Squid configuration directive http_upgrade_request_protocols

Available in: v6   v5  

This directive is not available in the v4 version of Squid.

This directive is not available in the 3.5 version of Squid.

For older versions than 3.5 see the linked pages above

Configuration Details:

Option Name:http_upgrade_request_protocols
Replaces:
Requires:
Default Value:Upgrade header dropped, effectively blocking an upgrade attempt.
Suggested Config:

	Controls client-initiated and server-confirmed switching from HTTP to
	another protocol (or to several protocols) using HTTP Upgrade mechanism
	defined in RFC 7230 Section 6.7. Squid itself does not understand the
	protocols being upgraded to and participates in the upgraded
	communication only as a dumb TCP proxy. Admins should not allow
	upgrading to protocols that require a more meaningful proxy
	participation.

	Usage: http_upgrade_request_protocols <protocol> allow|deny [!]acl ...

	The required "protocol" parameter is either an all-caps word OTHER or an
	explicit protocol name (e.g. "WebSocket") optionally followed by a slash
	and a version token (e.g. "HTTP/3"). Explicit protocol names and
	versions are case sensitive.

	When an HTTP client sends an Upgrade request header, Squid iterates over
	the client-offered protocols and, for each protocol P (with an optional
	version V), evaluates the first non-empty set of
	http_upgrade_request_protocols rules (if any) from the following list:

		* All rules with an explicit protocol name equal to P.
		* All rules that use OTHER instead of a protocol name.

	In other words, rules using OTHER are considered for protocol P if and
	only if there are no rules mentioning P by name.

	If both of the above sets are empty, then Squid removes protocol P from
	the Upgrade offer.

	If the client sent a versioned protocol offer P/X, then explicit rules
	referring to the same-name but different-version protocol P/Y are
	declared inapplicable. Inapplicable rules are not evaluated (i.e. are
	ignored). However, inapplicable rules still belong to the first set of
	rules for P.

	Within the applicable rule subset, individual rules are evaluated in
	their configuration order. If all ACLs of an applicable "allow" rule
	match, then the protocol offered by the client is forwarded to the next
	hop as is. If all ACLs of an applicable "deny" rule match, then the
	offer is dropped. If no applicable rules have matching ACLs, then the
	offer is also dropped. The first matching rule also ends rules
	evaluation for the offered protocol.

	If all client-offered protocols are removed, then Squid forwards the
	client request without the Upgrade header. Squid never sends an empty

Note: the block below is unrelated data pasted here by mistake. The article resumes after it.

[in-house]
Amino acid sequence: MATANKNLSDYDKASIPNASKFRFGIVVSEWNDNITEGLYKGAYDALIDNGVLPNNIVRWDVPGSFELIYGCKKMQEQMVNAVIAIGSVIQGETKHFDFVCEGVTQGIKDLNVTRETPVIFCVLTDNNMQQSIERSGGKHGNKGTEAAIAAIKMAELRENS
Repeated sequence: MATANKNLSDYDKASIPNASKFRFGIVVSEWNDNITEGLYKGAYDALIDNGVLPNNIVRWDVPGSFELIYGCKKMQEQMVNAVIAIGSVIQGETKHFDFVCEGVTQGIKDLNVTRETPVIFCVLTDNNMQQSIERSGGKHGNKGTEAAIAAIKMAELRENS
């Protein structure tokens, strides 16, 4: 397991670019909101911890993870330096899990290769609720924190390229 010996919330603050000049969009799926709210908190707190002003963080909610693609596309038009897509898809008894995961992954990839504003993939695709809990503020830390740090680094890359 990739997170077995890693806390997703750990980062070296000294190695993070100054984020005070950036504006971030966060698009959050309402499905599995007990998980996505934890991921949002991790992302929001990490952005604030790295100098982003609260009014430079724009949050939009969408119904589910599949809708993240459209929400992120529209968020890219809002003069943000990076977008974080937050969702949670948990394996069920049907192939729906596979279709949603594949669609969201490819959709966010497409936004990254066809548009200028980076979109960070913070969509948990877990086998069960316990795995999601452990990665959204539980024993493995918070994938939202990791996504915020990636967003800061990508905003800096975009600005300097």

Upgrade request header.

	An Upgrade request header with a value violating HTTP syntax is dropped
	and ignored without an attempt to use extractable individual protocol
	offers.

	Upon receiving an HTTP 101 (Switching Protocols) control message, Squid
	checks that the server listed at least one protocol name and sent a
	Connection:upgrade response header. Squid does not understand individual
	protocol naming and versioning concepts enough to implement stricter
	checks, but an admin can restrict HTTP 101 (Switching Protocols)
	responses further using http_reply_access. Responses denied by
	http_reply_access rules and responses flagged by the internal Upgrade
	checks result in HTTP 502 (Bad Gateway) ERR_INVALID_RESP errors and
	Squid-to-server connection closures.

	If Squid sends an Upgrade request header, and the next hop (e.g., the
	origin server) responds with an acceptable HTTP 101 (Switching
	Protocols), then Squid forwards that message to the client and becomes
	a TCP tunnel.

	The presence of an Upgrade request header alone does not preclude cache
	lookups. In other words, an Upgrade request might be satisfied from the
	cache, using regular HTTP caching rules.

	This clause only supports fast acl types.
	See http://wiki.squid-cache.org/SquidFaq/SquidAcl for details.

	Each of the following groups of configuration lines represents a
	separate configuration example:

	# never upgrade to protocol Foo; all others are OK
	http_upgrade_request_protocols Foo deny all
	http_upgrade_request_protocols OTHER allow all

	# only allow upgrades to protocol Bar (except for its first version)
	http_upgrade_request_protocols Bar/1 deny all
	http_upgrade_request_protocols Bar allow all
	http_upgrade_request_protocols OTHER deny all # this rule is optional

	# only allow upgrades to protocol Baz, and only if Baz is the only offer
	acl UpgradeHeaderHasMultipleOffers ...
	http_upgrade_request_protocols Baz deny UpgradeHeaderHasMultipleOffers
	http_upgrade_request_protocols Baz allow all

 

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